• a destination wedding for your guests; you live in the area you're "tying the knot," but some or all of your guests will be flying in.

    Just because it's not a destination for you, doesn't mean it's not for them! Let's say you live in California, and want to get married on the beach you got engaged on. Your big, Italian family from New Jersey is flying in, so it's best to give them time to book travel and lodging.

  • your wedding date is on or over a holiday/ holiday weekend.

    This is one people tend to over-look. If you're planning on getting married over a national holiday- let's say Independence Day weekend- it's best to give people a "heads-up" so they can make sure they're there for your wedding.

  • Here's a special one: your region's traditions.

It may come as a surprise, but the United States has different traditions based on its different regions. The eastern US tends to expect more traditional correspondence, including a Save the Date (which, itself, is comparatively a newer element of wedding correspondence). The western US tends to be more relaxed about expectations for what you send and what you don't. Simply read up on what the majority of your guests would anticipate for your event and be sure to accomodate them.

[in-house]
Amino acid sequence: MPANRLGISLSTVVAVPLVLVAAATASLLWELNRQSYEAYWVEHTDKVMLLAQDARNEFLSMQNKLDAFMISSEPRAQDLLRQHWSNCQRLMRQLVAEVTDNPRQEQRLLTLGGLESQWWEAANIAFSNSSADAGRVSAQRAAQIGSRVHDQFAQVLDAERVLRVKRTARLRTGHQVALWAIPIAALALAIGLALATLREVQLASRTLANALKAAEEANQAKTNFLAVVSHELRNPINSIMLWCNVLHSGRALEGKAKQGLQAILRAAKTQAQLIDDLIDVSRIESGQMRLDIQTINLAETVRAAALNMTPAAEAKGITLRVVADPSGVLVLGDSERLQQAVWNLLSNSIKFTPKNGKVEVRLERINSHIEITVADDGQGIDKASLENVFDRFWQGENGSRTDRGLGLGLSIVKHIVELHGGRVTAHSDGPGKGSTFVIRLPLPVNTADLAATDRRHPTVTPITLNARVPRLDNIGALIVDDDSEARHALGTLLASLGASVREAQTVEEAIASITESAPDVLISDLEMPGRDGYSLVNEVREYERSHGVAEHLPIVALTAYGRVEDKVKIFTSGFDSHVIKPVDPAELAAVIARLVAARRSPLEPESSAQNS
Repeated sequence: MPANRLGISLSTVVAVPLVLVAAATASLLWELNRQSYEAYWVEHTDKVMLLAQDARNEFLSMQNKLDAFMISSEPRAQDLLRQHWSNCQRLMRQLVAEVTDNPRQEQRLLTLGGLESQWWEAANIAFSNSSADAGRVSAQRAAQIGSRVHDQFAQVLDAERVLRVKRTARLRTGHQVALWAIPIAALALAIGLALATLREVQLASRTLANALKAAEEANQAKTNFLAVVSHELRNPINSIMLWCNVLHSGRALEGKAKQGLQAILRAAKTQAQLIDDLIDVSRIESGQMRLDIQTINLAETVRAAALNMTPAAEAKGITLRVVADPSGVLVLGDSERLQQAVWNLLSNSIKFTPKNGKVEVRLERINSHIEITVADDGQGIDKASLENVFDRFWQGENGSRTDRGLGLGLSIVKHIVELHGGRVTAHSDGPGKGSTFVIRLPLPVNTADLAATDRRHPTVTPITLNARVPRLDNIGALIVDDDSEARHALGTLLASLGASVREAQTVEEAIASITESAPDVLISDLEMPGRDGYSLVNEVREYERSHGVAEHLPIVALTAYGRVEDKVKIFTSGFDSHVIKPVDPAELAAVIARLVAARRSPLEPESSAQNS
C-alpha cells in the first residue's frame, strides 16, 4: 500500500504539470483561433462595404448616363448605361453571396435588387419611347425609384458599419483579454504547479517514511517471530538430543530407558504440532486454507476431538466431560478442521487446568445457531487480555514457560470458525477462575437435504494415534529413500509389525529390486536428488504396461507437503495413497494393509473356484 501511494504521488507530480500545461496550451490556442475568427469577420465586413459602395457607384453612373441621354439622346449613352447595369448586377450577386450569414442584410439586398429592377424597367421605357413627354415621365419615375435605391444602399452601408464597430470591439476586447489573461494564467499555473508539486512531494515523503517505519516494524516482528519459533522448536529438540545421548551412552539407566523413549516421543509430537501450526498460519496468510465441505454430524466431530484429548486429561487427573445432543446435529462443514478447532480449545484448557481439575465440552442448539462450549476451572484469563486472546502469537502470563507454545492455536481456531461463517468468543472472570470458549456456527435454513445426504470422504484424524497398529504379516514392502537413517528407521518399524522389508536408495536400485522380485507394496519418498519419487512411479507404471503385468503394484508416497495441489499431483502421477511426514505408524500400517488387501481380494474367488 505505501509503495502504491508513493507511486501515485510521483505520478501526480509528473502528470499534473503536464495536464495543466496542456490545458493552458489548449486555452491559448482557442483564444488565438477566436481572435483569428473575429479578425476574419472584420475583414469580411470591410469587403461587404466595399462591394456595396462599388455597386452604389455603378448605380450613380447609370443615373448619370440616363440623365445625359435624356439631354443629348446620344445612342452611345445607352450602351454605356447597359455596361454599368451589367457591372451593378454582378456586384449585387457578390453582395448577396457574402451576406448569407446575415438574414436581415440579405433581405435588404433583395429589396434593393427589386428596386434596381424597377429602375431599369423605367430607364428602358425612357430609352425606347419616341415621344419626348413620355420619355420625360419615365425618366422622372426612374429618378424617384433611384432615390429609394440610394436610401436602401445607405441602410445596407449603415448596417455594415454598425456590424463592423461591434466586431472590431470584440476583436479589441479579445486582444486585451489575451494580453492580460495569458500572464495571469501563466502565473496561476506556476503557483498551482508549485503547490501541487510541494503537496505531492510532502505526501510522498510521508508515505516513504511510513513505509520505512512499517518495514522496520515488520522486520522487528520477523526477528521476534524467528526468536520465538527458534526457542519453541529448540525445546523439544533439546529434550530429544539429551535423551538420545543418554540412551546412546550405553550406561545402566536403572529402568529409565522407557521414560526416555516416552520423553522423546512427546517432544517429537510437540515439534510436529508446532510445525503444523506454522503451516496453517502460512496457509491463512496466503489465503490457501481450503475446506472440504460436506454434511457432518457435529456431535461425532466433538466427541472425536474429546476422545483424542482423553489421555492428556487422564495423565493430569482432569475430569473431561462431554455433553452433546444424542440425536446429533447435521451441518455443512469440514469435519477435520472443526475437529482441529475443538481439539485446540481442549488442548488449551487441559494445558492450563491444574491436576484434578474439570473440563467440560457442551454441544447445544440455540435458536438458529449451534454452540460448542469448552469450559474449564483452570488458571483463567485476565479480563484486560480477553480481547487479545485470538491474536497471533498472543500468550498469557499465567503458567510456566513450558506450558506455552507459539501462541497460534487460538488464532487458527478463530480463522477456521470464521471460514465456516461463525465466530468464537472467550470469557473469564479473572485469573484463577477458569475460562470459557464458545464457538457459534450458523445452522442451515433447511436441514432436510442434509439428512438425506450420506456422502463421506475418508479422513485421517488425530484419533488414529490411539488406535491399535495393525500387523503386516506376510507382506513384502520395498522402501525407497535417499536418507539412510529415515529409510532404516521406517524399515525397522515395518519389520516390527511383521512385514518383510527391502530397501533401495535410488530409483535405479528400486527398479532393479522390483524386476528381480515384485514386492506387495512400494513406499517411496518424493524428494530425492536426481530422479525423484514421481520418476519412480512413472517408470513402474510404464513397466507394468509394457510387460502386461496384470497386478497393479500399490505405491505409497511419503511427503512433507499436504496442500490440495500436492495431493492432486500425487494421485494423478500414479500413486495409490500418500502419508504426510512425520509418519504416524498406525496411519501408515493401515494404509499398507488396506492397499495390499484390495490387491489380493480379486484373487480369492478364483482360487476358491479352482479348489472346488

Do my Save the Dates need to match my wedding invitations?

Not necessarily. Some brides-to-be panic a little bit over the myth that they need to exactly match their Save the Dates with their invitations; that they'll have to commit to a given theme prematurely, then if they end up wanting to change, it'll be too late. Your Save the Dates definitely don't need to match your invitations, but it is nice to have at least your colors, font(s), or a motif that is consistent throughout. Above all else, it is key that your Save the Dates reflect the tone of your event, whether it's formal, casual, etc.